# Scrambled Halton

The Halton sequence, which is one of my favourite algorithms ever, can be used for efficient stratified multi-dimensional sampling. Some references:

It is possible to do stratified sampling of hyper-points in the *s-dimensional* unit hyper-cube by picking one consecutive dimension of the Halton series for each component. A convenient way to do so is to use the first `s`

prime numbers as the basis for each Halton sequence.

It is well-known, however, that while this approach works great for low dimensions, high dimensions often exhibit a great degree of undesired correlation. The following image displays a grid where each cell combines two components of the *32-dimensional* Halton hyper-cube.

*Raw 32-dimensional Halton hyper-cube*

One can easily spot how some pairs exhibit an obvious pattern, while others fill their corresponding 2D area very densely. This happens more aggressively for higher dimensions (*i.e.,* to the right/bottom in the image) and for pairs formed with close components (*i.e.,* near the diagonal in the image). Click to enlarge!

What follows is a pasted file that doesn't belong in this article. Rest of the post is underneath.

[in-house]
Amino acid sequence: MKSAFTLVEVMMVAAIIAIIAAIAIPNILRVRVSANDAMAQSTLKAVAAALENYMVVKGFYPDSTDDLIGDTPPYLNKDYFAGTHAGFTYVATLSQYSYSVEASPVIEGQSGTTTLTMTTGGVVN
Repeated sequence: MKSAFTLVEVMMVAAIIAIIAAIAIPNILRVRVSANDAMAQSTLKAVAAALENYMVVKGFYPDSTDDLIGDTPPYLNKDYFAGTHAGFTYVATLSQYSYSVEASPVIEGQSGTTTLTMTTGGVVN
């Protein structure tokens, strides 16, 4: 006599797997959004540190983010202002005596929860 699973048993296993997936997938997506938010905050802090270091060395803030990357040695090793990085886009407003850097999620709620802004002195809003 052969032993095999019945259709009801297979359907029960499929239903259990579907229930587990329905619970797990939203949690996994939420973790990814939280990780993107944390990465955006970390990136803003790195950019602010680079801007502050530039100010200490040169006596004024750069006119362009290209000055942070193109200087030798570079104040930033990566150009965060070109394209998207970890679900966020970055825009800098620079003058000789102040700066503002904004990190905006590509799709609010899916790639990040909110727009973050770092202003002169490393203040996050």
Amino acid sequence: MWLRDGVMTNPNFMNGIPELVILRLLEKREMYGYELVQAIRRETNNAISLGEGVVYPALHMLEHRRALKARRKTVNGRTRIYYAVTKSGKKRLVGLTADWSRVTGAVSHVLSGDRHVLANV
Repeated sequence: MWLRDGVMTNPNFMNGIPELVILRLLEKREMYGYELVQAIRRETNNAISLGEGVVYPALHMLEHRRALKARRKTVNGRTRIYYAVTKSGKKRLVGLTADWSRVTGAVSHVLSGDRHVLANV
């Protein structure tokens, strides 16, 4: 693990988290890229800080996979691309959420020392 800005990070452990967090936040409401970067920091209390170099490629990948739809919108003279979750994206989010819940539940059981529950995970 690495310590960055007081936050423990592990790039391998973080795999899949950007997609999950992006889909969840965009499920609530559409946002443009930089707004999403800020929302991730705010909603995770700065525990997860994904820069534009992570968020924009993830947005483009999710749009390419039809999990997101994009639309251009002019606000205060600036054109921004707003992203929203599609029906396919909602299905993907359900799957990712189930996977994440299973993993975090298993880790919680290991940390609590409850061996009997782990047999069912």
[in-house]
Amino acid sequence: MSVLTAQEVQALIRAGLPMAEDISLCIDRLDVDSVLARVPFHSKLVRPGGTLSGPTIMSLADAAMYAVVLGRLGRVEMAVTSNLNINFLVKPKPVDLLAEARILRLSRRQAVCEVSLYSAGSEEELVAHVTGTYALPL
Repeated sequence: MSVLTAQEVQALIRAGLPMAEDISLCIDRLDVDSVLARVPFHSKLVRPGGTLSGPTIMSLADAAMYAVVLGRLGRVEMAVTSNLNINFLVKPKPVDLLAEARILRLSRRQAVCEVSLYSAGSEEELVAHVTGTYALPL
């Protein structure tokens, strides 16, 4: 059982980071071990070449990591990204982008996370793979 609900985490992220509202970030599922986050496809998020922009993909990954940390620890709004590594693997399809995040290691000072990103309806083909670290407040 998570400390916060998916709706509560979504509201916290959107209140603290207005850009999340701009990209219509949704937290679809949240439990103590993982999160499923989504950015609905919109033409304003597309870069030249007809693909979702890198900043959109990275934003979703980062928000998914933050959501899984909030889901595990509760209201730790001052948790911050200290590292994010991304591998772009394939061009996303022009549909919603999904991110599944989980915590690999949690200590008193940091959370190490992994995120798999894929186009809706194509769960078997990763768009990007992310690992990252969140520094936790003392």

A successful approach to dissolve this problem without losing the good properties of stratification is to do *“random digit scrambling”* (*a.k.a.,* rds). During the construction of a Halton number, digits in the range `[0..base[`

are combined. Given a *Pseudo-Random Permutation* of `length=base`

, all that one must do is use `PRP(digit)`

instead of `digit`

directly. This somewhat shuffles Halton pairs in rows and columns in a strong way so the correlation disappears. However, since the PRP is a bijection, the good properties of stratification are generally preserved.

**[EDIT] While this is true, it has been proven that Owen-Scrambling is a superior method.**

How to build a strong and efficient randomised PRP of an arbitrary length is a very interesting subject which details I won’t get into here. You can build your own carefully combining a number of reversible hashing operations.

Here’s the scrambling strategy in action:

*Scrambled 32-dimensional Halton hyper-cube*

Now all the blocks in the grid look equally dense. Magic!

As long as one picks a good seedable PRP, it is possible to generate any number of different samplings, all with the same good properties.

**[EDIT] These are the guidelines of the QRN system that Arion used for many years.**